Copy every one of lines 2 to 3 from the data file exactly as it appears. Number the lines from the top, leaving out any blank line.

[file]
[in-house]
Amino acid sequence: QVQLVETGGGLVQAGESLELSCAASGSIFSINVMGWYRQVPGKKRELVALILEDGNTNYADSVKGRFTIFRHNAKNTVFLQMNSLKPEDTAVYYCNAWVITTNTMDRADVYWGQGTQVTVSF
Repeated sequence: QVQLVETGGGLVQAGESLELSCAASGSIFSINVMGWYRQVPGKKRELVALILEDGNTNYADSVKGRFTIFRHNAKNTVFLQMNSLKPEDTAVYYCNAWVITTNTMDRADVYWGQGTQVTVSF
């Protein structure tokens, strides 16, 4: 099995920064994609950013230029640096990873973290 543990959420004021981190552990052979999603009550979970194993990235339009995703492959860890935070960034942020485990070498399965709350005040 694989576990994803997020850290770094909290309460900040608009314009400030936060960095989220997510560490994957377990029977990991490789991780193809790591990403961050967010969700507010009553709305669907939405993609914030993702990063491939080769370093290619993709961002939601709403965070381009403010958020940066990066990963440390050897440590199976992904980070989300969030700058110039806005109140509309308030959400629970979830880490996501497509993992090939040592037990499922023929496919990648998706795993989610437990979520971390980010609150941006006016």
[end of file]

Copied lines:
Amino acid sequence: QVQLVETGGGLVQAGESLELSCAASGSIFSINVMGWYRQVPGKKRELVALILEDGNTNYADSVKGRFTIFRHNAKNTVFLQMNSLKPEDTAVYYCNAWVITTNTMDRADVYWGQGTQVTVSF
Repeated sequence: QVQLVETGGGLVQAGESLELSCAASGSIFSINVMGWYRQVPGKKRELVALILEDGNTNYADSVKGRFTIFRHNAKNTVFLQMNSLKPEDTAVYYCNAWVITTNTMDRADVYWGQGTQVTVSF